Cuba’s tiny population produces 11 percent of Latin American scientists.
These and other Cuban “weapons of mass development” applied here might revitalize our collapsing public education system, stimulate engaged citizenship, engender public commitments, encourage collective solutions, advance social justice and equality, and place human interests above profit interests and human rights above property rights.
These are the Cuban threats.
Unlike U.S. “profits over people” and “self-interest at the expense of others” ideology, Cuba operates on a “social gain for the benefit of all” commitment.
What is remarkable is that Cuba has carried out these achievements under conditions of deprivation linked crucially to the U.S. blockade (including restrictions on food and medicine).
Meanwhile, the United States punishes other countries for trading with Cuba, attempts to cut off commerce with Cuba, imposes pro-capitalist propaganda on Cuba, pressures other countries to stop travel to Cuba, spends tens of millions of dollars to fund anti-Cuban “dissidents” inside Cuba, and prevents U.S. citizens from exercising our constitutional right of free travel.
Additionally, there are 45 years of well-documented U.S. terrorism against Cuba (given that this country aids, abets and provides safe haven for these terrorists, one wonders how the Bush administration would apply its doctrine of massive bombing attacks against those who aid, abet and harbor terrorists?).
The latest UN vote opposing the U.S. embargo was 179-3 (last year it was 173-3). The world opposes U.S. policy on Cuba, but the United States pummels the world into submission, in an all-too-familiar, and increasingly dangerous, exercise of the unilateral “rule of force.”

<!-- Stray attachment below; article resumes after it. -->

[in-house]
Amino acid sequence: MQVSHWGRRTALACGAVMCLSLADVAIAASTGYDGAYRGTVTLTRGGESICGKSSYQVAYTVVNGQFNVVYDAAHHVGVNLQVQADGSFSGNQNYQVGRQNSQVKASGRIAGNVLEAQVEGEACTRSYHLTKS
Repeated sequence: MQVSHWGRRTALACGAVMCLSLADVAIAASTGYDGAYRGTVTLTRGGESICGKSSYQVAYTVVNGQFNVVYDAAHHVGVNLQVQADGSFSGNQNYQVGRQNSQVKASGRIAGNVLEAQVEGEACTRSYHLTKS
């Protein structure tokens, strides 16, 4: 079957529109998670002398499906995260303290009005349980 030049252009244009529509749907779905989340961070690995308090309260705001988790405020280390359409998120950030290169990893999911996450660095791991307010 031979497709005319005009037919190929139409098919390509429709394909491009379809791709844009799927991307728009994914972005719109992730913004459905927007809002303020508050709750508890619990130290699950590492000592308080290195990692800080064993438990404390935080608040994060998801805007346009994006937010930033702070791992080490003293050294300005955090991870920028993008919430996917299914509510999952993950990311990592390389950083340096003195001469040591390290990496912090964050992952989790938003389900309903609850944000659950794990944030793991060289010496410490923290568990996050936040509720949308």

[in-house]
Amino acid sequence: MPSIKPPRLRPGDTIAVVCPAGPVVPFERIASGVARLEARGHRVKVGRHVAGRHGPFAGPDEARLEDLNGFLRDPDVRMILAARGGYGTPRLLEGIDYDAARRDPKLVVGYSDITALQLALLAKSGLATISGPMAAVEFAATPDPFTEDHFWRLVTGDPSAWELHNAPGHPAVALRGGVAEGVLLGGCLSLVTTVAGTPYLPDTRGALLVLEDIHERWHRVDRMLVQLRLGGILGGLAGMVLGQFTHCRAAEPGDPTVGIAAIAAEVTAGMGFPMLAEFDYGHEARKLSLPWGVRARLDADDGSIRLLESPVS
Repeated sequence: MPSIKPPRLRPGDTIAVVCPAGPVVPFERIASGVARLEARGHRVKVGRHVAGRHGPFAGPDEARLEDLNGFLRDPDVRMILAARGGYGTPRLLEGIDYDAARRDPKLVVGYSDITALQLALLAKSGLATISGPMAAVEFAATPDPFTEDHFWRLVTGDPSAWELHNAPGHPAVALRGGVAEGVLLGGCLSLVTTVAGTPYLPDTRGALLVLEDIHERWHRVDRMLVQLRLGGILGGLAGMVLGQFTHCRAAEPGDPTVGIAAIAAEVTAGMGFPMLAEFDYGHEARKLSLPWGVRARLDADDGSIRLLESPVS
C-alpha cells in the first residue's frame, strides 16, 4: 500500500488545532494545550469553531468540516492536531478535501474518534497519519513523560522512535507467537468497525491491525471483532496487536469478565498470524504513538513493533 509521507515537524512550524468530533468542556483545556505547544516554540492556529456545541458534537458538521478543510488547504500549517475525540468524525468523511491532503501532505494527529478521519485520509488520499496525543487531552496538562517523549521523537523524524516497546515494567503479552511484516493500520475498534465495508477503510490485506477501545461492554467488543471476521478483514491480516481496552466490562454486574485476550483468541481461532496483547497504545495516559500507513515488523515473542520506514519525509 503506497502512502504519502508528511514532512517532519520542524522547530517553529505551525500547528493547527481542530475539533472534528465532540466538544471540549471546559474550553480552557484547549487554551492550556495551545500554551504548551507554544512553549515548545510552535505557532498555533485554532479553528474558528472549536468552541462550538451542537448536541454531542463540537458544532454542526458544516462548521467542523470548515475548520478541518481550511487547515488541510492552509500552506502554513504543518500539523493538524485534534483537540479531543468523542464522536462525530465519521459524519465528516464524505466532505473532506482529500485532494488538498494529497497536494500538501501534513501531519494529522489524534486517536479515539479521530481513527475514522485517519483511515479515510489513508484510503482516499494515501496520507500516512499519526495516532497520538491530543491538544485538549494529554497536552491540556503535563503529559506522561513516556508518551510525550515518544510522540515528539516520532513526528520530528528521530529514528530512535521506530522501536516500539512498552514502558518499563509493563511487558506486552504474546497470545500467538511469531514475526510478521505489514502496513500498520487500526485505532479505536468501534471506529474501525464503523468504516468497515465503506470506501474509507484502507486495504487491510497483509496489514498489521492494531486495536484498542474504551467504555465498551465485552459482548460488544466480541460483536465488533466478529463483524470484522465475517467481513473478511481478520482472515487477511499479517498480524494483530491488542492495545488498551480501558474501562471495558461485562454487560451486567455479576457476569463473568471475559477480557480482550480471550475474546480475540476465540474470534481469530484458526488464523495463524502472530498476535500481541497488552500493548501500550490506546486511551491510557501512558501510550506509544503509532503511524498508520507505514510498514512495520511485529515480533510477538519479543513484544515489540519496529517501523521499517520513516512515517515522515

There is a joke about Cuba and Fidel Castro that suggests that if Fidel could walk on water, the United States would report that he is too old to swim, i.e., here, everything about Cuba receives a negative spin.
If the United States succeeds in crushing the Cuban experiment (and only we can prevent that destruction), the Cubans know what to expect: misery, poverty, hunger, despair, violence and brutality of the sort the United States has imposed on the rest of the hemisphere, perhaps most viciously in Cuba’s neighbor Haiti, where people now live on cakes made of sugar, butter, water and dirt.
Cubans will continue to resist U.S. criminal attacks, so must we.
We can learn from Cubans that the well-being, health, nutrition and education of humans and ecological sanity are more important, and collectively more enriching, than the accumulation of commodities, development of weapons of mass destruction, imperial domination and maximization corporate profits.
Cuba’s experiment in people-first alternative economics and politics, along with its “weapons of mass development” programs in health, agriculture and education, provide a measure of hope and possibility for the Third World, if not humanity as a whole.
SCOTT MORRIS, is an activist, resident of State College, and doctoral student in the Language and Literacy Education Program at Penn State University. email: firstname.lastname@example.org